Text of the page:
human and financial resources, including through exploring innovative funding
schemes, so that gender mainstreaming is integrated into all policies,
programmes and projects.


1.2.3

The Beijing +10 Conference (50
th

Session of UN CSW, 2006)




Encourag
ed the international community, the UN system, relevant regional and
international organizations, the private sector and civil society to provide the
necessary financial resources to assist national Governments to meet

11

development targets and benchmarks ag
reed upon at major UN summits and
conferences and their follow
-
up processes;



Also called for the mobilization of adequate funding for gender
-
sensitive
development policies and programmes;



For gender
-
responsive budgeting processes in all sectors; and



For th
e allocation of adequate funding for women
-
specific measures.


1.2.4

The Monterrey Consensus
, adopted at the International Conference on

Financing for Development, March 2002




Highlights the importance of a holistic approach to financing for development,
includ
ing gender
-
sensitive development;



Encourages the mainstreaming of a gender perspective into development
policies at all levels and in all sectors;



Stresses the critical need for reinforcing national efforts in building capacity for
gender budget policies.


1.2.5

The Paris Declaration

on Aid Effectiveness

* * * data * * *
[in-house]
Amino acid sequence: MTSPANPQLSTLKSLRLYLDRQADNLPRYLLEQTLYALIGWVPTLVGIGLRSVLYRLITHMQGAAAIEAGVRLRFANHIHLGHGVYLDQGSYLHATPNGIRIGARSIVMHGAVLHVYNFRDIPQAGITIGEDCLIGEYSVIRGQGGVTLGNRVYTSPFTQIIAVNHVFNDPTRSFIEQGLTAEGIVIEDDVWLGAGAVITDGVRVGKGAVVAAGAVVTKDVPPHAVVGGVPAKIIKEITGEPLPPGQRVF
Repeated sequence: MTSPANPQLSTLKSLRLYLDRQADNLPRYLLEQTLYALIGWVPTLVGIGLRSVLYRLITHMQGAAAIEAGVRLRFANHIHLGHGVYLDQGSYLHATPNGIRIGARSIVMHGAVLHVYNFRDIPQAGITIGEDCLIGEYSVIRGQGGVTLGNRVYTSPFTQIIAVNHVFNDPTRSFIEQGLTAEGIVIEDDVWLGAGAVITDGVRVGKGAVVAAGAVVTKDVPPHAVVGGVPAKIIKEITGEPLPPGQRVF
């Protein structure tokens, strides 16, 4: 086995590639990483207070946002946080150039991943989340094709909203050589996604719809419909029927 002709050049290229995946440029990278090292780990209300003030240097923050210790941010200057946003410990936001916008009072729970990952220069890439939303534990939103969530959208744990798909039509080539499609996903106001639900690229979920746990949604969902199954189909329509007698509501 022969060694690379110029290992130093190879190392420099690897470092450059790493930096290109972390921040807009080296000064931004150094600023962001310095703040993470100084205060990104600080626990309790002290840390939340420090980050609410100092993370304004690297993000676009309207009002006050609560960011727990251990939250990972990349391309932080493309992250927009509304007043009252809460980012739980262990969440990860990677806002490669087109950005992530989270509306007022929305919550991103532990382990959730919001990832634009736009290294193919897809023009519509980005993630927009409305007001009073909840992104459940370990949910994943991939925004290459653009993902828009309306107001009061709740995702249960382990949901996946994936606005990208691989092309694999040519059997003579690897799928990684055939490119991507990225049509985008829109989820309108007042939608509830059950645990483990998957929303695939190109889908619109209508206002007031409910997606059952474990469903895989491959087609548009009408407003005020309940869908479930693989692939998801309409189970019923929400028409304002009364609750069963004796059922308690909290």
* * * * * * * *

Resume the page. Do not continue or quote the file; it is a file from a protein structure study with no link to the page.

Acknowledges that harmonization efforts are needed on cross
-
cutting issues,
such as gender equality


1.2.6

Workshop on Development Effectiveness in Practice, April 2007




Emphasizes that gender equality, human rights
and environmental sustainability
are fundamental cornerstones for the achievement of good development results
and must be harnessed to advance the implementation of the Paris Declaration


1.2.7

CEDAW




In several of its general recommendations, including genera
l recommendation
No. 6 on “Effective national machinery and publicity”, the CEDAW Committee
recommended that State parties provide adequate resources, commitment and

12

authority to national machineries and mechanisms for the advancement of
women
;




In its con
cluding comments
,

the CEDAW Committee calls on State parties to
monito
r

the effects of macroeconomic policies, in
cluding

trade a
g
reements, on
women so as to ensure that all national development policies, plans and
programmes explicitly promote women’s empo
werment
;



Calls on States parties

to seek innovative sources of funding and assistance for
the promotion of gender equality, including
in

partnership with the private sector.


1.3


Rationale for the Theme on “Financing for Gender Equality”
3


There has been
limited assessment of progress made in channeling and allocating
resources to translate international commitments into action. Serious gaps and
challenges exist, particularly the financing gap for resources needed to achieve MDG3 in
low
-
income countries. M
echanisms for financing gender equality and the empowerment
of women need closer scrutiny
in respect of their
continu
ing to

perpetuat
e

gender
disparities and inequalities
. These mechanisms include
:


1.3.1

P
ublic finance, including gender
-
responsive budgeting



r
esources remain
insufficient to adequately support policies and programmes that promote gender
equality and the advancement of women. While a number of Governments have